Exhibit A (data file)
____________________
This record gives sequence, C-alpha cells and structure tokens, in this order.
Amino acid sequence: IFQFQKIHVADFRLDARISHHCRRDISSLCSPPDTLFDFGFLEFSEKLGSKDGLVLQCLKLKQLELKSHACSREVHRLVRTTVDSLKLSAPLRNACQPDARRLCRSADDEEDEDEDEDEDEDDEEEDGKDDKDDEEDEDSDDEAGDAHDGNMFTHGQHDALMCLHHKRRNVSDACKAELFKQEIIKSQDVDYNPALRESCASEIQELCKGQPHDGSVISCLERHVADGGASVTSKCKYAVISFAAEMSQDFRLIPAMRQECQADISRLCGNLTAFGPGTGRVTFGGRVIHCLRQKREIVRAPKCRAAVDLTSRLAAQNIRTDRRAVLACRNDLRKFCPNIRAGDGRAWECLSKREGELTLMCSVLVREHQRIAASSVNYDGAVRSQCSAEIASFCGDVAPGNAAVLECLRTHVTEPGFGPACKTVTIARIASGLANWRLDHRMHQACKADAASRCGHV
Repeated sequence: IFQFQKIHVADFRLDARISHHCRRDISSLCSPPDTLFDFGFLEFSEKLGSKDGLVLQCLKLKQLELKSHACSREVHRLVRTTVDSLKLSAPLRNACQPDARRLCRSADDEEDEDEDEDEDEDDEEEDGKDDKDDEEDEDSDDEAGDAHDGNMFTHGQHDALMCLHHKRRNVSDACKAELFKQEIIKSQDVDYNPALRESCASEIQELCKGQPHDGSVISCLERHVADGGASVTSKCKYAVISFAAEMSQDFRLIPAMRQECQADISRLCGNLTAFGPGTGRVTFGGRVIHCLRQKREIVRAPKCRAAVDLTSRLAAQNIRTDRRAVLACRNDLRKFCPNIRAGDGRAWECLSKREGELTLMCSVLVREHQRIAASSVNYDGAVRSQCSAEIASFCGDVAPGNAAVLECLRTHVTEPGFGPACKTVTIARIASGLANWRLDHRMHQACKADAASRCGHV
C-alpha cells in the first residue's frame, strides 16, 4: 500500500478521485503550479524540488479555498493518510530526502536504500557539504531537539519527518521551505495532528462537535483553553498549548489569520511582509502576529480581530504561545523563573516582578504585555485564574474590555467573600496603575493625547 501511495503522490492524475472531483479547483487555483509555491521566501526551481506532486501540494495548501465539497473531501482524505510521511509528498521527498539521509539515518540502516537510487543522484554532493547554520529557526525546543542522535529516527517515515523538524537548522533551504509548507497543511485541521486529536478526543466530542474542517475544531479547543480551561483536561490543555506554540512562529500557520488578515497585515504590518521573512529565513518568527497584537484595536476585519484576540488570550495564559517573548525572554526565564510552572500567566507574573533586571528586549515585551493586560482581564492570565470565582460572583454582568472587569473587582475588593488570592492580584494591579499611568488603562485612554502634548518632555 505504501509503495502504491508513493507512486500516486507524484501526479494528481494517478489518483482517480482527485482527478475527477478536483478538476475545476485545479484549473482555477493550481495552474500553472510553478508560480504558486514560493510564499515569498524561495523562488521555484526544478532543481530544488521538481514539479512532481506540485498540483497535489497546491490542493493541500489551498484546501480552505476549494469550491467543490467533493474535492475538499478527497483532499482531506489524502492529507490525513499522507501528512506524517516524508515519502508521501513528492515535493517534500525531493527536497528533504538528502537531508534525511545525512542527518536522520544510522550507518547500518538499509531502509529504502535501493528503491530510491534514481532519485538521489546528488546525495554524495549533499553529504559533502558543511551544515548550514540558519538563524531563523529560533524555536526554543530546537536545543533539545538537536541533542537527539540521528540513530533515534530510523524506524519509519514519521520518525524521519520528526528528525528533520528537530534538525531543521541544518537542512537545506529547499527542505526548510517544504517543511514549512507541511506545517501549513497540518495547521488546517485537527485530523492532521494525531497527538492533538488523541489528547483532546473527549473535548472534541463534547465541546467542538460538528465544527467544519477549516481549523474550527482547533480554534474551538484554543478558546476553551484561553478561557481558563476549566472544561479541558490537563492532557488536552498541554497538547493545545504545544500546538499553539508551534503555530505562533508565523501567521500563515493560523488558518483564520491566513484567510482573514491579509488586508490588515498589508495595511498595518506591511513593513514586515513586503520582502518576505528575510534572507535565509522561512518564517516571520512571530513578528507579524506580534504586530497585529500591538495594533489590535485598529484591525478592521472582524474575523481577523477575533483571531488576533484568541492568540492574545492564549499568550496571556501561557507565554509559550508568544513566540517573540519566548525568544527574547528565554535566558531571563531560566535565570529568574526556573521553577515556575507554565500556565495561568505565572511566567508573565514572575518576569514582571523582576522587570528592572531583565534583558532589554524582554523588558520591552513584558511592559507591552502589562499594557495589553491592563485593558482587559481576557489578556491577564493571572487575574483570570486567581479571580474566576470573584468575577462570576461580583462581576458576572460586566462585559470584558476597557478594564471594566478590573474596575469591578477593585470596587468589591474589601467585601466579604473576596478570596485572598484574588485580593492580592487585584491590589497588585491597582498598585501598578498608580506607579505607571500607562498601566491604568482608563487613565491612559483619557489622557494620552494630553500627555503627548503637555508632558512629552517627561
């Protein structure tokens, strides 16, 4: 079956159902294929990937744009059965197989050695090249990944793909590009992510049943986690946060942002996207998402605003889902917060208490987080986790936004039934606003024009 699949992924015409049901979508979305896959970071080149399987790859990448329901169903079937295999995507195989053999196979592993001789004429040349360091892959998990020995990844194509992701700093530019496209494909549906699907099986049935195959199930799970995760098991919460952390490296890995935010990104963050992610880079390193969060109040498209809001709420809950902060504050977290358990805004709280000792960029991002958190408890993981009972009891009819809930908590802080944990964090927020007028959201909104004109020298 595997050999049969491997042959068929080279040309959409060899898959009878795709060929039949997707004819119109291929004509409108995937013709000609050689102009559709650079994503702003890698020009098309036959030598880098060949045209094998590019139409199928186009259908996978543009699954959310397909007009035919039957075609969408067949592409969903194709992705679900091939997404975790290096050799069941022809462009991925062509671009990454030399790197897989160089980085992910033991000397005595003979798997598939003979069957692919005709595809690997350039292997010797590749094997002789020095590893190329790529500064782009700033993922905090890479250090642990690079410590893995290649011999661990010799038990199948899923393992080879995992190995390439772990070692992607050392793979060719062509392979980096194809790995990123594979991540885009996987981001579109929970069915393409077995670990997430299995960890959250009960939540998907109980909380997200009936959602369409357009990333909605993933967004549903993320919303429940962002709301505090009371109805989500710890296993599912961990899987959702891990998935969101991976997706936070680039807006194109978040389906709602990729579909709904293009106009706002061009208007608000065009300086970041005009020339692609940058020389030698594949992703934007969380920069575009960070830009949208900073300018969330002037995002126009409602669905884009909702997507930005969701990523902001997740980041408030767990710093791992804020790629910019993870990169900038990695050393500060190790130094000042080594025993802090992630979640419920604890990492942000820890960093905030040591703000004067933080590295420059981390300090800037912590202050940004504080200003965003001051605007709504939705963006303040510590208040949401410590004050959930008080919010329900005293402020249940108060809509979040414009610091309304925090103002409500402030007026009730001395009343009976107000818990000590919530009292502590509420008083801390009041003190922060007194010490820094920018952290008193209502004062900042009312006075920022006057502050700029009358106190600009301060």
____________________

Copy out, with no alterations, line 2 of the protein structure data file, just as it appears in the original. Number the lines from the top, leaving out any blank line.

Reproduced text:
Amino acid sequence: IFQFQKIHVADFRLDARISHHCRRDISSLCSPPDTLFDFGFLEFSEKLGSKDGLVLQCLKLKQLELKSHACSREVHRLVRTTVDSLKLSAPLRNACQPDARRLCRSADDEEDEDEDEDEDEDDEEEDGKDDKDDEEDEDSDDEAGDAHDGNMFTHGQHDALMCLHHKRRNVSDACKAELFKQEIIKSQDVDYNPALRESCASEIQELCKGQPHDGSVISCLERHVADGGASVTSKCKYAVISFAAEMSQDFRLIPAMRQECQADISRLCGNLTAFGPGTGRVTFGGRVIHCLRQKREIVRAPKCRAAVDLTSRLAAQNIRTDRRAVLACRNDLRKFCPNIRAGDGRAWECLSKREGELTLMCSVLVREHQRIAASSVNYDGAVRSQCSAEIASFCGDVAPGNAAVLECLRTHVTEPGFGPACKTVTIARIASGLANWRLDHRMHQACKADAASRCGHV